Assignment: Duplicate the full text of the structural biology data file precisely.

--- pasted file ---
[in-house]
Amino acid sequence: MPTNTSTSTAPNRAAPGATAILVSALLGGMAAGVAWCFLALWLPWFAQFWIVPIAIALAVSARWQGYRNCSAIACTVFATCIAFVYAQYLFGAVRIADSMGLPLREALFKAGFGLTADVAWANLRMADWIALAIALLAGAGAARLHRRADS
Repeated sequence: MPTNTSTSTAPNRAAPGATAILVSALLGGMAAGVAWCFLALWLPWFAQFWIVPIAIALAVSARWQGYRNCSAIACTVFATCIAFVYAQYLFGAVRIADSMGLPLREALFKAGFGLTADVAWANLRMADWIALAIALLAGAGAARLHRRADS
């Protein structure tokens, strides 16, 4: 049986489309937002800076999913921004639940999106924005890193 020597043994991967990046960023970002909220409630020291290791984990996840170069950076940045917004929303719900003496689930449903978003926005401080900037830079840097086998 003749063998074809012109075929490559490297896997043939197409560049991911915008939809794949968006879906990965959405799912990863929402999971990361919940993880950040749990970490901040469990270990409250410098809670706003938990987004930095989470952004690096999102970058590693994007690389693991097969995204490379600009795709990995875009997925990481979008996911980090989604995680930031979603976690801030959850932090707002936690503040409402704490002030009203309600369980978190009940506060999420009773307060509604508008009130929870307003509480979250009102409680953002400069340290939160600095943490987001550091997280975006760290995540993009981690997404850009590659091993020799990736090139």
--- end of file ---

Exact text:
[in-house]
Amino acid sequence: MPTNTSTSTAPNRAAPGATAILVSALLGGMAAGVAWCFLALWLPWFAQFWIVPIAIALAVSARWQGYRNCSAIACTVFATCIAFVYAQYLFGAVRIADSMGLPLREALFKAGFGLTADVAWANLRMADWIALAIALLAGAGAARLHRRADS
Repeated sequence: MPTNTSTSTAPNRAAPGATAILVSALLGGMAAGVAWCFLALWLPWFAQFWIVPIAIALAVSARWQGYRNCSAIACTVFATCIAFVYAQYLFGAVRIADSMGLPLREALFKAGFGLTADVAWANLRMADWIALAIALLAGAGAARLHRRADS
């Protein structure tokens, strides 16, 4: 049986489309937002800076999913921004639940999106924005890193 020597043994991967990046960023970002909220409630020291290791984990996840170069950076940045917004929303719900003496689930449903978003926005401080900037830079840097086998 003749063998074809012109075929490559490297896997043939197409560049991911915008939809794949968006879906990965959405799912990863929402999971990361919940993880950040749990970490901040469990270990409250410098809670706003938990987004930095989470952004690096999102970058590693994007690389693991097969995204490379600009795709990995875009997925990481979008996911980090989604995680930031979603976690801030959850932090707002936690503040409402704490002030009203309600369980978190009940506060999420009773307060509604508008009130929870307003509480979250009102409680953002400069340290939160600095943490987001550091997280975006760290995540993009981690997404850009590659091993020799990736090139």